Authentic and conventional assessment in Singapore schools : an empirical study of teacher assignments and student work
Koh, Kim & Luke, Allan (2009) Authentic and conventional assessment in Singapore schools : an empirical study of teacher assignments and student work. Assessment in Education : Principles, Policy and Practice, 16(3), pp. 291-318.
This is an empirical examination of the quality of teacher assignments and student work in Singapore schools. Using a theoretical framework based on principles of authentic assessment and intellectual quality, two sets of criteria and scoring rubrics were developed for the training of expert teachers to judge the quality of assignments and student work. Following rigorous training, the inter-rater reliability of expert teacher scoring was high. Samples of teacher assignments and student work were collected in English, social studies, mathematics, and science subject areas from a random stratified sample of 30 elementary schools and 29 high schools. For both grade levels, there were significant differences for the authentic intellectual quality of teachers’ assignments by subject area. Likewise, the differences of authentic intellectual quality for student work were significant and varied by subject area. Subject area effect was large. The correlations between the quality of teachers’ assignment tasks and student work were strong and significant at both grade levels. Where teachers set more intellectually demanding tasks, students were more likely to generate work or artefacts judged to be of higher quality. The findings suggest that teacher professional development in authentic intellectual assessment task design can contribute to the improvement of student learning and performance. It is argued that this will be a key requisite of educational systems like Singapore that are seeking to expand pedagogy and student outcomes beyond a focus on factual and rote knowledge.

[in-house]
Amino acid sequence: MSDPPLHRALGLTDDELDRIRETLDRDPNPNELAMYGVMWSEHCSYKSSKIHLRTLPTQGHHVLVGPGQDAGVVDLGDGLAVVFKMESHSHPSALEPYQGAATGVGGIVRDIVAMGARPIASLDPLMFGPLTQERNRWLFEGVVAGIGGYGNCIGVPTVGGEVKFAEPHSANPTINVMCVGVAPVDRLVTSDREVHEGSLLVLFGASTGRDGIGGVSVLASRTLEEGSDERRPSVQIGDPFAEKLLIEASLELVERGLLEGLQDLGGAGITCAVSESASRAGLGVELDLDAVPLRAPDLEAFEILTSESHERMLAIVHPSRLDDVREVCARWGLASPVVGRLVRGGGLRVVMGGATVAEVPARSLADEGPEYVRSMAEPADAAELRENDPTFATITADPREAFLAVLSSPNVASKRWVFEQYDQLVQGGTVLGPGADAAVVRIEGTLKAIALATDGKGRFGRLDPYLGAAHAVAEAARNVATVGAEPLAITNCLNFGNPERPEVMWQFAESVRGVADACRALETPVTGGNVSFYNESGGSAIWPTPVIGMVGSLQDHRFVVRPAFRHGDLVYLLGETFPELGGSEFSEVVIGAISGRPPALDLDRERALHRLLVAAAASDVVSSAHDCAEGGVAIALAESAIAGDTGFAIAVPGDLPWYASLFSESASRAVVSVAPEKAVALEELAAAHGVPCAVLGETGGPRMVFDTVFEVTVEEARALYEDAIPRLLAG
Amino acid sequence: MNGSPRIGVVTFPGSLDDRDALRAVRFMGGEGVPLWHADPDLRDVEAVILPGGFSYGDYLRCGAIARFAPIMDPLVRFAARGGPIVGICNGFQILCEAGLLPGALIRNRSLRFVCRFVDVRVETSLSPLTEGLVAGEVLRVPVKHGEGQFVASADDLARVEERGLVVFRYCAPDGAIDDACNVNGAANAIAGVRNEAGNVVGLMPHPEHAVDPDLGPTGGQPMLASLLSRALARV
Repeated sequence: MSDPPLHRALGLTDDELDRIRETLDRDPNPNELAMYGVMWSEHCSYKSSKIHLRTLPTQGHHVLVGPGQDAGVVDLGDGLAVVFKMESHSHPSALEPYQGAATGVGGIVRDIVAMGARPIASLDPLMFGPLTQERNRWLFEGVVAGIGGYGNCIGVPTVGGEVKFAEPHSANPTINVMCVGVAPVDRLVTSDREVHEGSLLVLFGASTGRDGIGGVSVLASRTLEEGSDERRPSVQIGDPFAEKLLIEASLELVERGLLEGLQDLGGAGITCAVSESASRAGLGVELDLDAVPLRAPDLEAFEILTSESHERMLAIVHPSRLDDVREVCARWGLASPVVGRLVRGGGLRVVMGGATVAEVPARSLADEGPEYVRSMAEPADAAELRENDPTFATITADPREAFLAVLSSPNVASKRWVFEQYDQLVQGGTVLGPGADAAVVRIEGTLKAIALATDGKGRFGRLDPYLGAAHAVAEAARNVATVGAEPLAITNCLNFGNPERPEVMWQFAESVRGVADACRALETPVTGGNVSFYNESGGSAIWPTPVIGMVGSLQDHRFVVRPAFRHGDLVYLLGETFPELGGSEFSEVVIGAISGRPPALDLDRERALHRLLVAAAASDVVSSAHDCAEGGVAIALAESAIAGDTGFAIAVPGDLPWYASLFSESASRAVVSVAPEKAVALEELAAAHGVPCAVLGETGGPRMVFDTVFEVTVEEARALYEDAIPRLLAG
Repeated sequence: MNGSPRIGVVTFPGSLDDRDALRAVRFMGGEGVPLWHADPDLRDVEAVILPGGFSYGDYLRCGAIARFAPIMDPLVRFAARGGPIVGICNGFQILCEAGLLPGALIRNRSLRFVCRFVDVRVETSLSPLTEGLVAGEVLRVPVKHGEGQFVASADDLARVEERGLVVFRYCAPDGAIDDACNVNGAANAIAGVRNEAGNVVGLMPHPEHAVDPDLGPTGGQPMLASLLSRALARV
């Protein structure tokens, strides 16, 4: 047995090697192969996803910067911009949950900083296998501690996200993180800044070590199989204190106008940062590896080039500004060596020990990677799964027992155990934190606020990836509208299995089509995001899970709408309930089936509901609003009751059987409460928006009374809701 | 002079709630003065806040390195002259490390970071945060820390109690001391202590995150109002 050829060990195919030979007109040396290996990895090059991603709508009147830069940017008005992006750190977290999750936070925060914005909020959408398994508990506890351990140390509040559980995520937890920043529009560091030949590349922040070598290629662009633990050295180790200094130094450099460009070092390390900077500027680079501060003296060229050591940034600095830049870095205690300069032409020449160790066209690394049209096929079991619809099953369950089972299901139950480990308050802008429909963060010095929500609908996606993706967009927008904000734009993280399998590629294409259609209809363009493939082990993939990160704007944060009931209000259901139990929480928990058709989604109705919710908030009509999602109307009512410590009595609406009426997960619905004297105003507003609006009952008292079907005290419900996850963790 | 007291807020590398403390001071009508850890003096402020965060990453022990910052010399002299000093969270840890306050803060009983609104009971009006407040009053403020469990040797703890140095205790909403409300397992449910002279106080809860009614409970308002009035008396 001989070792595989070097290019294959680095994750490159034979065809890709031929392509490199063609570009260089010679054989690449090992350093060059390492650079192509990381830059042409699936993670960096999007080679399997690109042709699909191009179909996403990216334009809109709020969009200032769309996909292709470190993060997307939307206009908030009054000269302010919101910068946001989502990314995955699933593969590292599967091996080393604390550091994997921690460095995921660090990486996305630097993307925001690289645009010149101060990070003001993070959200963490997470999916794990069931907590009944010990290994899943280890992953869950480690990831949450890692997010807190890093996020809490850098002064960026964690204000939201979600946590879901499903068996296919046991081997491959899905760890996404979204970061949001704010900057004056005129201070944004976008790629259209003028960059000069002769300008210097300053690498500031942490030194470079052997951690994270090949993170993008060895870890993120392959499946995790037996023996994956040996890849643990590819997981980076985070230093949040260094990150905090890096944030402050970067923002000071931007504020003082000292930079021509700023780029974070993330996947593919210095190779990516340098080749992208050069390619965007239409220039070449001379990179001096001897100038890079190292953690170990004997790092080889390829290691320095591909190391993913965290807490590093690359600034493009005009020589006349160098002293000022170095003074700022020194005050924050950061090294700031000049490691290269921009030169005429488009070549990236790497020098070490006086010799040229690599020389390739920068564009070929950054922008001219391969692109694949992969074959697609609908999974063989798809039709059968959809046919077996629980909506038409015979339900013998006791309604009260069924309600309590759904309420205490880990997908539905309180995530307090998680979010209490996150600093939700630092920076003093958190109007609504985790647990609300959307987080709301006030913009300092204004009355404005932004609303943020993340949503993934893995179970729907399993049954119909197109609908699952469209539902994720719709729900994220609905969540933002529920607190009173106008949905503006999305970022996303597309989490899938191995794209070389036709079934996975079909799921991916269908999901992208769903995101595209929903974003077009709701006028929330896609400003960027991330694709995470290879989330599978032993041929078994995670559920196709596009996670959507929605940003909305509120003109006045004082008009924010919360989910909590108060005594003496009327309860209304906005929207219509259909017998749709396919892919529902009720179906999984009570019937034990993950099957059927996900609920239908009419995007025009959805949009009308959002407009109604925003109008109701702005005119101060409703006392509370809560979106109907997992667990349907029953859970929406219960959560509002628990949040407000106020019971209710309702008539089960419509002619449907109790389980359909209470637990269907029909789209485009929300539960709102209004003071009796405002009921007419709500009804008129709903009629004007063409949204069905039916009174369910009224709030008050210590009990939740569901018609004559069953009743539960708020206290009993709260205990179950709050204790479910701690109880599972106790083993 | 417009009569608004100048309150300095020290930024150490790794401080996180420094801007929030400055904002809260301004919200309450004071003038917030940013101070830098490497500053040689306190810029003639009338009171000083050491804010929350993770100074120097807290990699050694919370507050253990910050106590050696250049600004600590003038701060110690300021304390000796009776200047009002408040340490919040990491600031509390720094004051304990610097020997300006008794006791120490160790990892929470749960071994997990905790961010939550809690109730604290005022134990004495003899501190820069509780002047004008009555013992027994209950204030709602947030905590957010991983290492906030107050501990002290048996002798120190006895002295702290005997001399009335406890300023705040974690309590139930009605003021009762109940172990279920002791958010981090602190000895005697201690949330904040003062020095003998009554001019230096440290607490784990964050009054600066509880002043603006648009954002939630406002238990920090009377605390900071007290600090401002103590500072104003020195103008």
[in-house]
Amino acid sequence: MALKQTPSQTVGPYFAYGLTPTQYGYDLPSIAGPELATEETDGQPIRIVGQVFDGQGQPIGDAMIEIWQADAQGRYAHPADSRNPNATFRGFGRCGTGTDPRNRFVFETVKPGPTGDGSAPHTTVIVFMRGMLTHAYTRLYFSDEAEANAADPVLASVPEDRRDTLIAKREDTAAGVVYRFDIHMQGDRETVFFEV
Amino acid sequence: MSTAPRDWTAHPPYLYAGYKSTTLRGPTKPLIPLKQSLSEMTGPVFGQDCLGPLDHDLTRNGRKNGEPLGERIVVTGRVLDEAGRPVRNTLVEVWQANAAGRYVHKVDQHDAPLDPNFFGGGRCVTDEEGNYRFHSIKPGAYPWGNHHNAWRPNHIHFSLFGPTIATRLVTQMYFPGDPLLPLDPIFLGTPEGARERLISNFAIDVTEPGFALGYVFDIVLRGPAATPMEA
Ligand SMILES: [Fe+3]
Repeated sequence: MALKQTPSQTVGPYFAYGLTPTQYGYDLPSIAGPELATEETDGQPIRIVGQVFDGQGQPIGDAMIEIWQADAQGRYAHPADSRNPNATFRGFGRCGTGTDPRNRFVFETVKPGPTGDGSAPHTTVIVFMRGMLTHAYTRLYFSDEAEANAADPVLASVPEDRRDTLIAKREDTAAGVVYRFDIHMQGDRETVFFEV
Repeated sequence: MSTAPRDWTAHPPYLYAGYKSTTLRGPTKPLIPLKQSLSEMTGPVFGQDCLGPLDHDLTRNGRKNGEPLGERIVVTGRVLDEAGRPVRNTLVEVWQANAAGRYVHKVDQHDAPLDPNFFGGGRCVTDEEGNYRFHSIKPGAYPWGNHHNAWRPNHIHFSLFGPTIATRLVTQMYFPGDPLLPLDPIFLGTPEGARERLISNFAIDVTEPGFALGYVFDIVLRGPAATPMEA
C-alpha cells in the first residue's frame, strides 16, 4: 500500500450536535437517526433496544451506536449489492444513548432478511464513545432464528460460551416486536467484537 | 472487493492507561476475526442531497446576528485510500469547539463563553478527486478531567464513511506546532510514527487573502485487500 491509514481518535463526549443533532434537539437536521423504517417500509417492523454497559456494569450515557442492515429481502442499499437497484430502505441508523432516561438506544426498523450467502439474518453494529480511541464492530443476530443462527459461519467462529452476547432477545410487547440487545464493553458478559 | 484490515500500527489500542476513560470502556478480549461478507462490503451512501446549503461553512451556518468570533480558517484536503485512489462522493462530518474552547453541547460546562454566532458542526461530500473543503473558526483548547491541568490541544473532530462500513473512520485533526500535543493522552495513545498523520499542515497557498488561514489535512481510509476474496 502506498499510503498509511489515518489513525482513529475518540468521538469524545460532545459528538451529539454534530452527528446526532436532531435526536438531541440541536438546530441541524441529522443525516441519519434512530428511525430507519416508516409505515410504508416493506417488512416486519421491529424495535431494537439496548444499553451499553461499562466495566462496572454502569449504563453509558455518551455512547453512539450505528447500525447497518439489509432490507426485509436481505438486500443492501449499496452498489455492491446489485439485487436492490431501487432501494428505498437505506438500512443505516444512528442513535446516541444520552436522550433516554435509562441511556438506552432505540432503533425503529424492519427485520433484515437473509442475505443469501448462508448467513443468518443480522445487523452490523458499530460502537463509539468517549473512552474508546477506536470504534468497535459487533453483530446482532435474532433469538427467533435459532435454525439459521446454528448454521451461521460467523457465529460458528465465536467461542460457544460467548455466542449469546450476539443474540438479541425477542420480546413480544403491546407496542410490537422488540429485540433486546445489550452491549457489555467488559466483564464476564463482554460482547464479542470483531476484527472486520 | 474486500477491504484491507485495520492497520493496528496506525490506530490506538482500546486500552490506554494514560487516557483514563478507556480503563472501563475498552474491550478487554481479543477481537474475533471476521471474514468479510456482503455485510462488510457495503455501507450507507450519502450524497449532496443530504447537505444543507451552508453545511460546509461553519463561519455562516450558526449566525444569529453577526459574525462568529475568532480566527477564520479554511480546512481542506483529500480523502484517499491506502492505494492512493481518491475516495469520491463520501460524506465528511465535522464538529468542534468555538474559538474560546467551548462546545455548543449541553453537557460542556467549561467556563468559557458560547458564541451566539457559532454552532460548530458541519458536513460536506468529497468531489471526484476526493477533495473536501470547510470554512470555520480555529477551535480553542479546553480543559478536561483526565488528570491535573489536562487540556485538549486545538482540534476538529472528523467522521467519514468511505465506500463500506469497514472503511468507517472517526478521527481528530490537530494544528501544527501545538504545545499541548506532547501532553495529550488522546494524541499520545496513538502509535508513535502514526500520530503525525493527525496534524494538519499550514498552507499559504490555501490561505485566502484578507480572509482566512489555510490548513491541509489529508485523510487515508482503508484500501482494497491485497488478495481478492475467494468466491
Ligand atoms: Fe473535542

Impact and interest:
Citation counts are sourced monthly from and citation databases.
These databases contain citations from different subsets of available publications and different time periods and thus the citation count from each is usually different. Some works are not in either database and no count is displayed. Scopus includes citations from articles published in 1996 onwards, and Web of Science® generally from 1980 onwards.
Citations counts from theindexing service can be viewed at the linked Google Scholar™ search.
Full-text downloads displays the total number of times this work’s files (e.g., a PDF) have been downloaded from QUT ePrints as well as the number of downloads in the previous 365 days. The count includes downloads for all files if a work has more than one.
|Item Type:||Journal Article|
|Additional Information:||Special Issue: Assessment for Learning Revisited: An Asia-Pacific Perspective|
|Keywords:||authentic assessment, Singapore, learning tasks|
|Subjects:||Australian and New Zealand Standard Research Classification > EDUCATION (130000) > CURRICULUM AND PEDAGOGY (130200) > Humanities and Social Sciences Curriculum and Pedagogy (excl. Economics Business and Management) (130205)
Australian and New Zealand Standard Research Classification > EDUCATION (130000) > SPECIALIST STUDIES IN EDUCATION (130300) > Education Assessment and Evaluation (130303)
|Divisions:||Current > Research Centres > Office of Education Research
Current > QUT Faculties and Divisions > Faculty of Education
Past > Institutes > Institute for Creative Industries and Innovation
|Copyright Owner:||Copyright 2009 Taylor & Francis|
|Deposited On:||22 Sep 2009 01:39|
|Last Modified:||30 Oct 2013 00:08|
Repository Staff Only: item control page